- Chew, V., Tow, C., Huang, C., Bard-Chapeau, E., Copeland, N. G. et al. Toll-like receptor 3 expressing tumor parenchyma and infiltrating natural killer cells in hepatocellular carcinoma patients. Journal of the National Cancer Institute 104, 1796–1807 (2012). | article
Saturday, June 15, 2013
Singapore – Cancer biology: Awakening the body’s anticancer defences
The presence of natural killer cells (blue) expressing high levels of TLR3 protein (red) in HCC tumors is associated with a better prognosis and longer patient survival. Inset shows a cluster of natural killer cells with elevated TLR3.
Targeted stimulation of an immune pathway may help the body to fight back against liver cancer
Though it originates from the body’s own cells, a tumor is as much of a hostile invader as any virus or bacterium. If the immune system is sufficiently sensitized, it can mount a counterattack just as it might fight an infection. For many patients, this response is insufficient, but researchers led by Jean-Pierre Abastado of the A*STAR Singapore Immunology Network have uncovered an immune mechanism that may help patients with hepatocellular carcinoma (HCC) keep their liver cancer at bay1.
Certain viral infections stimulate the innate immune system via the toll-like receptor 3 (TLR3) protein, but TLR3 activation also seems to kill certain cancers. Accordingly, the researchers had previously observed improved odds of survival among Singaporean HCC patients with elevated tumor TLR3 levels2. Abastado and co-workers subsequently verified these initial findings in an additional cohort of patients from Hong Kong and Zurich, and demonstrated that increased survival time was associated with high TLR3 levels in both tumor cells and tumor-infiltrating immune cells.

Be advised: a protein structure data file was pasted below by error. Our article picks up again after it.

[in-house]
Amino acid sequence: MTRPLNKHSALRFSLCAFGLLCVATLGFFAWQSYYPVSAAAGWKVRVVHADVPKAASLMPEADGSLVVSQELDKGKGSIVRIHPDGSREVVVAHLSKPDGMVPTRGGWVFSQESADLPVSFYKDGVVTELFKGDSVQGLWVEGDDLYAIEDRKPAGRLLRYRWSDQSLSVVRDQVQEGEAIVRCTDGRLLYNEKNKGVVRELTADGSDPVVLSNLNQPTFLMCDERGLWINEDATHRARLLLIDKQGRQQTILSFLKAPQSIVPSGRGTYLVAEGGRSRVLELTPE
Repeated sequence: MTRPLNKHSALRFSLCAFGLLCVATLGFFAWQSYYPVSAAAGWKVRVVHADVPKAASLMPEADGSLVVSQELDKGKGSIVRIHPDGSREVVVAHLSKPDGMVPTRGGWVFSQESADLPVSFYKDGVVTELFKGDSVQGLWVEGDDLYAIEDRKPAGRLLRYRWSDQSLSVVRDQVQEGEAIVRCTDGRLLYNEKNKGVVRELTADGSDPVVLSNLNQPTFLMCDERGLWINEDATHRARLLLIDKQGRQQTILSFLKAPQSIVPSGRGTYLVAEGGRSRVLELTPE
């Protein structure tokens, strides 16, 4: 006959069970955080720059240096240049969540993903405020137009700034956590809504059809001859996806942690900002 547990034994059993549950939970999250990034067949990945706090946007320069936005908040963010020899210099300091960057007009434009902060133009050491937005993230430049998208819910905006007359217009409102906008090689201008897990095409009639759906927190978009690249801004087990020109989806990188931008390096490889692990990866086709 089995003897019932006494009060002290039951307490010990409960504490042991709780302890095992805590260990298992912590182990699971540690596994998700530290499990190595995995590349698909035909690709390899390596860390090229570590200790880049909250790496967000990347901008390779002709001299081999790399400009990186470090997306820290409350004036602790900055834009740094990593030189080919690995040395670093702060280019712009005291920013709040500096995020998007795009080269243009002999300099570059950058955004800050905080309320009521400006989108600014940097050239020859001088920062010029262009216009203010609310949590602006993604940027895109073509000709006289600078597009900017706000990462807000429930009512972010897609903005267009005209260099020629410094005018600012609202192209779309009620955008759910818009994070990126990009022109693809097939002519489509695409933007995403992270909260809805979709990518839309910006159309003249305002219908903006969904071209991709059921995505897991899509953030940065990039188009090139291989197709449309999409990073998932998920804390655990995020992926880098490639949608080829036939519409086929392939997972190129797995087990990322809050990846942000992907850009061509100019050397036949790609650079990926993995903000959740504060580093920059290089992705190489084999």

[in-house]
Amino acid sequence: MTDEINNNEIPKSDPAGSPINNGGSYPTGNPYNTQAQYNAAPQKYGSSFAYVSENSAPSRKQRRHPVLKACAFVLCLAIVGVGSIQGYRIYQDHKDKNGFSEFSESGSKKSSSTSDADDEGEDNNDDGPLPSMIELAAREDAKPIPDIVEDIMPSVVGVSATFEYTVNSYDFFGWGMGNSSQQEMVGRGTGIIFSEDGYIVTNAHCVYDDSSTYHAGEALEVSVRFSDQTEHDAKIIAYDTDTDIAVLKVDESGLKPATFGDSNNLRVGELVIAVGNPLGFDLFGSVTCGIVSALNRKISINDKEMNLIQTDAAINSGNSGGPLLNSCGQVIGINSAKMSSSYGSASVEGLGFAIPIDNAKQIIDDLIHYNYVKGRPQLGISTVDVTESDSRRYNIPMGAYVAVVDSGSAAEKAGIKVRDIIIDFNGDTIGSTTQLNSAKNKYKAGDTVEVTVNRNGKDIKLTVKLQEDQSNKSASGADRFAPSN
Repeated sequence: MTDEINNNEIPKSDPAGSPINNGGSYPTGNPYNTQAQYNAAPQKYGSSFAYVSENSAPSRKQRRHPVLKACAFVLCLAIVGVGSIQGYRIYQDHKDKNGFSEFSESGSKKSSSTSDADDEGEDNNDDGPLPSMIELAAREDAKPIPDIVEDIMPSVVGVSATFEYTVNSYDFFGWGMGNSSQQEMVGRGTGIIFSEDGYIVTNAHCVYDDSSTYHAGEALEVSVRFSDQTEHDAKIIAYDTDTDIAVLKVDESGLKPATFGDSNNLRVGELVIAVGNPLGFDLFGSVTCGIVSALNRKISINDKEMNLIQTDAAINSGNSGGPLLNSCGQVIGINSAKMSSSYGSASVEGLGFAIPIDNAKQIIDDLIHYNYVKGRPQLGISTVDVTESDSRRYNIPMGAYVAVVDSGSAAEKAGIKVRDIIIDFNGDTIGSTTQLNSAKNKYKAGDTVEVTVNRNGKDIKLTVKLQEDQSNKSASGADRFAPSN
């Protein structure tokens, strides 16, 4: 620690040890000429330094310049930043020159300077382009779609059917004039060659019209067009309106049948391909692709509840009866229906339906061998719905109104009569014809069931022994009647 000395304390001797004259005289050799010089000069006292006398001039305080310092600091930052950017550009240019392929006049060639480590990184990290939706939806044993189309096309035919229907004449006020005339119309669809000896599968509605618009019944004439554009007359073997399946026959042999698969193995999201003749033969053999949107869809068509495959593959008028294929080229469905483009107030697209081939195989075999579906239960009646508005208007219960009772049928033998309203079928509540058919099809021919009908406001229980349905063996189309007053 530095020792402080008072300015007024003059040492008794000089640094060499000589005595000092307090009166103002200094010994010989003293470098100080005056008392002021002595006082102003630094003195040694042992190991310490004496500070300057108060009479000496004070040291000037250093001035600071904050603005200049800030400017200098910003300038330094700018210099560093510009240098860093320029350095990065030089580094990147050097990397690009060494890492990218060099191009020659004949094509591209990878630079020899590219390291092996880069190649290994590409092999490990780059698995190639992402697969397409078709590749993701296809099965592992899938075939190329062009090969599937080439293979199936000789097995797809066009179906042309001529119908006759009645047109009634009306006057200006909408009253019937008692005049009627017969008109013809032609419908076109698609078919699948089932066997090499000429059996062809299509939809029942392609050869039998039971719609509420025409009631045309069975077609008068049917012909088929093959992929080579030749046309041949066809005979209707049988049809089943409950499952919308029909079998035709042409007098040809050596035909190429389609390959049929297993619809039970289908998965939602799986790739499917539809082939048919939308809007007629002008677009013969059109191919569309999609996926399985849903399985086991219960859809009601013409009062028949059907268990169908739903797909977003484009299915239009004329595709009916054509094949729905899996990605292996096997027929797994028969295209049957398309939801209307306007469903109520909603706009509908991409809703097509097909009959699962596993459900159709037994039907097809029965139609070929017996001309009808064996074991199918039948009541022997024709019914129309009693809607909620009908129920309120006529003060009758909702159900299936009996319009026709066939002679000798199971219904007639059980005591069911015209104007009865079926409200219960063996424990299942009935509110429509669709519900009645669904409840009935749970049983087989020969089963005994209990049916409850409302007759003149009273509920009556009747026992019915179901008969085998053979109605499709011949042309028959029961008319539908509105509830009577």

Mouse model experiments demonstrated that TLR3 stimulation causes tumor cells to essentially ‘self-destruct’, while also recruiting a subset of natural killer (NK) innate immune cells to penetrate and attack the tumor. The remnants of the dead tumor cells further stimulate TLR3 signaling, accelerating the immune counterattack. “The triggering of TLR3 kick-starts a positive feedback loop that creates more cell death, and triggers more activation of TLR3 in both tumor and NK cells,” explains Valerie Chew, a postdoctoral researcher in Abastado’s laboratory and lead author of the research paper. In addition, TLR3 activation also summons other immune-cell subtypes; the researchers demonstrated that this immune recruitment is critical for tumor reduction in mice.
Analysis of patient HCC tumor samples revealed similar results (see image), where elevated TLR3 activity was associated with high levels of immune activity and increased tumor cell death. Why TLR3 levels are elevated in certain patients remains unclear, but Chew hypothesizes that their immune systems may be receiving a boost from certain pathogens. “It is conceivable that co-infection with viruses such as acute influenza may trigger expression of TLR3,” she says, “and we believe that mounting an antiviral immune response via TLR3 actually provides protection against cancer.”
As an alternative to catching influenza, HCC patients may benefit from TLR3-activating drugs such as Hiltonol, from US pharmaceutical company Oncovir. Hiltonol is in early clinical trials for the treatment of breast cancer and melanoma. Abastado’s team is exploring the potential for an HCC trial of Hiltonol in collaboration with Oncovir and Han Chong Toh from Singapore General Hospital.
The A*STAR-affiliated researchers contributing to this research are from the Singapore Immunology Network